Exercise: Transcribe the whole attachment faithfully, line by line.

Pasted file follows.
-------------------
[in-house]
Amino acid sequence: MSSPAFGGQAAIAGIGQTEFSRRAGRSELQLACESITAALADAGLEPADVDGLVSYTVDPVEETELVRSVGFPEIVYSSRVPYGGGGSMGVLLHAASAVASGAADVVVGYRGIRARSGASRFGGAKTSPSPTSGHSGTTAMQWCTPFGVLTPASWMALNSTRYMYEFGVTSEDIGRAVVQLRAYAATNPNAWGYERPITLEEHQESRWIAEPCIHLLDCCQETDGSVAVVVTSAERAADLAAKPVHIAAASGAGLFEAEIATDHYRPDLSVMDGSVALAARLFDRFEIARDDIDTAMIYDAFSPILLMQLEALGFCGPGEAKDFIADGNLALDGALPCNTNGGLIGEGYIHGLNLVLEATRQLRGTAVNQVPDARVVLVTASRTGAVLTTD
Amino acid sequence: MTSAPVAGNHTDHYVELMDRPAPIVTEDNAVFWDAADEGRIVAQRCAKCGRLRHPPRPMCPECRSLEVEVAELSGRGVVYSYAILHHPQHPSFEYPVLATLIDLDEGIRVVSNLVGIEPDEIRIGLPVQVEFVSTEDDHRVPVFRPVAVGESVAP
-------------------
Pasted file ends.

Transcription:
[in-house]
Amino acid sequence: MSSPAFGGQAAIAGIGQTEFSRRAGRSELQLACESITAALADAGLEPADVDGLVSYTVDPVEETELVRSVGFPEIVYSSRVPYGGGGSMGVLLHAASAVASGAADVVVGYRGIRARSGASRFGGAKTSPSPTSGHSGTTAMQWCTPFGVLTPASWMALNSTRYMYEFGVTSEDIGRAVVQLRAYAATNPNAWGYERPITLEEHQESRWIAEPCIHLLDCCQETDGSVAVVVTSAERAADLAAKPVHIAAASGAGLFEAEIATDHYRPDLSVMDGSVALAARLFDRFEIARDDIDTAMIYDAFSPILLMQLEALGFCGPGEAKDFIADGNLALDGALPCNTNGGLIGEGYIHGLNLVLEATRQLRGTAVNQVPDARVVLVTASRTGAVLTTD
Amino acid sequence: MTSAPVAGNHTDHYVELMDRPAPIVTEDNAVFWDAADEGRIVAQRCAKCGRLRHPPRPMCPECRSLEVEVAELSGRGVVYSYAILHHPQHPSFEYPVLATLIDLDEGIRVVSNLVGIEPDEIRIGLPVQVEFVSTEDDHRVPVFRPVAVGESVAP